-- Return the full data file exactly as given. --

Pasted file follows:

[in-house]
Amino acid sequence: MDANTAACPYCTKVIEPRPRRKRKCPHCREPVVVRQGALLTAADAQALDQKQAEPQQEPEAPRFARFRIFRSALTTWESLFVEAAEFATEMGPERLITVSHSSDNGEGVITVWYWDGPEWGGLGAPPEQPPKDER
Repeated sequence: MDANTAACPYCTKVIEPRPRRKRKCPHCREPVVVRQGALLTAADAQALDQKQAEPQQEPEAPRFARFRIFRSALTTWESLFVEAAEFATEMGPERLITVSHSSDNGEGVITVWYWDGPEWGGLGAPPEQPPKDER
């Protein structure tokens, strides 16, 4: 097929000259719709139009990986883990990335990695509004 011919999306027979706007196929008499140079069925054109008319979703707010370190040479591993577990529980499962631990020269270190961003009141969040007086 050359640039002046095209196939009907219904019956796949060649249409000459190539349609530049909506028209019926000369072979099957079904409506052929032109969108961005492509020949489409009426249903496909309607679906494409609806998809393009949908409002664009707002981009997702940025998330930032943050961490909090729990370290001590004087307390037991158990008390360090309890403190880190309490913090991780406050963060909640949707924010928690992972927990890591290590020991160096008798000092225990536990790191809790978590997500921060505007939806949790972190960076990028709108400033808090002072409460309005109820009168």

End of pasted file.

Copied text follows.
[in-house]
Amino acid sequence: MDANTAACPYCTKVIEPRPRRKRKCPHCREPVVVRQGALLTAADAQALDQKQAEPQQEPEAPRFARFRIFRSALTTWESLFVEAAEFATEMGPERLITVSHSSDNGEGVITVWYWDGPEWGGLGAPPEQPPKDER
Repeated sequence: MDANTAACPYCTKVIEPRPRRKRKCPHCREPVVVRQGALLTAADAQALDQKQAEPQQEPEAPRFARFRIFRSALTTWESLFVEAAEFATEMGPERLITVSHSSDNGEGVITVWYWDGPEWGGLGAPPEQPPKDER
């Protein structure tokens, strides 16, 4: 097929000259719709139009990986883990990335990695509004 011919999306027979706007196929008499140079069925054109008319979703707010370190040479591993577990529980499962631990020269270190961003009141969040007086 050359640039002046095209196939009907219904019956796949060649249409000459190539349609530049909506028209019926000369072979099957079904409506052929032109969108961005492509020949489409009426249903496909309607679906494409609806998809393009949908409002664009707002981009997702940025998330930032943050961490909090729990370290001590004087307390037991158990008390360090309890403190880190309490913090991780406050963060909640949707924010928690992972927990890591290590020991160096008798000092225990536990790191809790978590997500921060505007939806949790972190960076990028709108400033808090002072409460309005109820009168």